16. Corrective Action Decision Document for Corrective Action Unit 254: Area 25 R-MAD Decontamination Facility, Nevada Test Site, Nevada

    SciTech Connect

    U.S. Department of Energy, Nevada Operations Office

    2000-06-01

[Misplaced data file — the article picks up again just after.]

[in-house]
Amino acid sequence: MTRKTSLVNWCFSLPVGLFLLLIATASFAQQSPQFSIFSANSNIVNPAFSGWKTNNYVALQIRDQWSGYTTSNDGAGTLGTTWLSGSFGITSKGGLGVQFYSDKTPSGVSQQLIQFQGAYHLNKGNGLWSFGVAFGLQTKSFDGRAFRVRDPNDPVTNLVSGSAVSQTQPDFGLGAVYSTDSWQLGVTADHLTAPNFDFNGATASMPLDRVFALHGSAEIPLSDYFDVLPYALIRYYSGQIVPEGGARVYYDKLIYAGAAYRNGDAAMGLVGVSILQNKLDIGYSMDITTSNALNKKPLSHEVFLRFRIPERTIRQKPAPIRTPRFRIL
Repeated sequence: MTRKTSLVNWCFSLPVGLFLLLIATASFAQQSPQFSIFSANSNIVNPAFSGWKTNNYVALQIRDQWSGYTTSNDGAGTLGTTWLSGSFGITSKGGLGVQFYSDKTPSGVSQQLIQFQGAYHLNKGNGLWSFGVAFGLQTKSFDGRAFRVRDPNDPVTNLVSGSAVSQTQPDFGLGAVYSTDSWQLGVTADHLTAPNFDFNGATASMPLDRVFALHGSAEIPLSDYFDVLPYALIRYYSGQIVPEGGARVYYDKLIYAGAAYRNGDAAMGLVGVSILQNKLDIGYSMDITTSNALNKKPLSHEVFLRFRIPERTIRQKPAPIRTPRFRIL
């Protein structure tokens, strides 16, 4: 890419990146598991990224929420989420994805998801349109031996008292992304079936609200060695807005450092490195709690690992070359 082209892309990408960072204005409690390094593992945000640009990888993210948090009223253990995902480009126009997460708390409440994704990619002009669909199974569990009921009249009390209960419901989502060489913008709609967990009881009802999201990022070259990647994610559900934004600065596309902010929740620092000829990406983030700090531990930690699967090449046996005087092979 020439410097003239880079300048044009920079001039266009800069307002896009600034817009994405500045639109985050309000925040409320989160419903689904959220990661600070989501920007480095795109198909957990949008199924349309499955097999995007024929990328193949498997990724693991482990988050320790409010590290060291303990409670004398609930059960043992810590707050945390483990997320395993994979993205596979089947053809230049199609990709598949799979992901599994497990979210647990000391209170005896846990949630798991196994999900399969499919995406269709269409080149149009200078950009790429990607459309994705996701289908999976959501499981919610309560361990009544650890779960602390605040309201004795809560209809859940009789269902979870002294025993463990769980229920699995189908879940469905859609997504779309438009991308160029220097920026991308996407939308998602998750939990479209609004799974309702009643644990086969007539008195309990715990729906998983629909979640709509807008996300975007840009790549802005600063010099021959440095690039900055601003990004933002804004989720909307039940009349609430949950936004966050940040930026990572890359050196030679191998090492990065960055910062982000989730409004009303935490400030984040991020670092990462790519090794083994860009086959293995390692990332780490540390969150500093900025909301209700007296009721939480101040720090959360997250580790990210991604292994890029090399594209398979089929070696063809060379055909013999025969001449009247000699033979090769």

This Corrective Action Decision Document identifies and rationalizes the US Department of Energy, Nevada Operations Office's selection of a recommended corrective action alternative (CAA) appropriate to facilitate the closure of Corrective Action Unit (CAU) 254, R-MAD Decontamination Facility, under the Federal Facility Agreement and Consent Order. Located in Area 25 at the Nevada Test Site in Nevada, CAU 254 is comprised of Corrective Action Site (CAS) 25-23-06, Decontamination Facility. A corrective action investigation for this CAS as conducted in January 2000 as set forth in the related Corrective Action Investigation Plan. Samples were collected from various media throughout the CAS and sent to an off-site laboratory for analysis. The laboratory results indicated the following: radiation dose rates inside the Decontamination Facility, Building 3126, and in the storage yard exceeded the average general dose rate; scanning and static total surface contamination surveys indicated that portions of the locker and shower room floor, decontamination bay floor, loft floor, east and west decon pads, north and south decontamination bay interior walls, exterior west and south walls, and loft walls were above preliminary action levels (PALs). The investigation-derived contaminants of concern (COCs) included: polychlorinated biphenyls, radionuclides (strontium-90, niobium-94, cesium-137, uranium-234 and -235), total volatile and semivolatile organic compounds, total petroleum hydrocarbons, and total Resource Conservation and Recovery Act (Metals). During the investigation, two corrective action objectives (CAOs) were identified to prevent or mitigate human exposure to COCs. Based on these CAOs, a review of existing data, future use, and current operations at the Nevada Test Site, three CAAs were developed for consideration: Alternative 1 - No Further Action; Alternative 2 - Unrestricted Release Decontamination and Verification Survey; and Alternative 3 - Unrestricted Release Decontamination and Verification Survey and Dismantling of Building 3126. These alternatives were evaluated based on four general corrective action standards and five remedy selection decision factors, and the preferred CAA chosen on technical merit was Alternative 2. This CAA was judged to meet all requirements for the technical components evaluated and applicable state and federal regulations for closure of the site, and reduce the potential for future exposure pathways.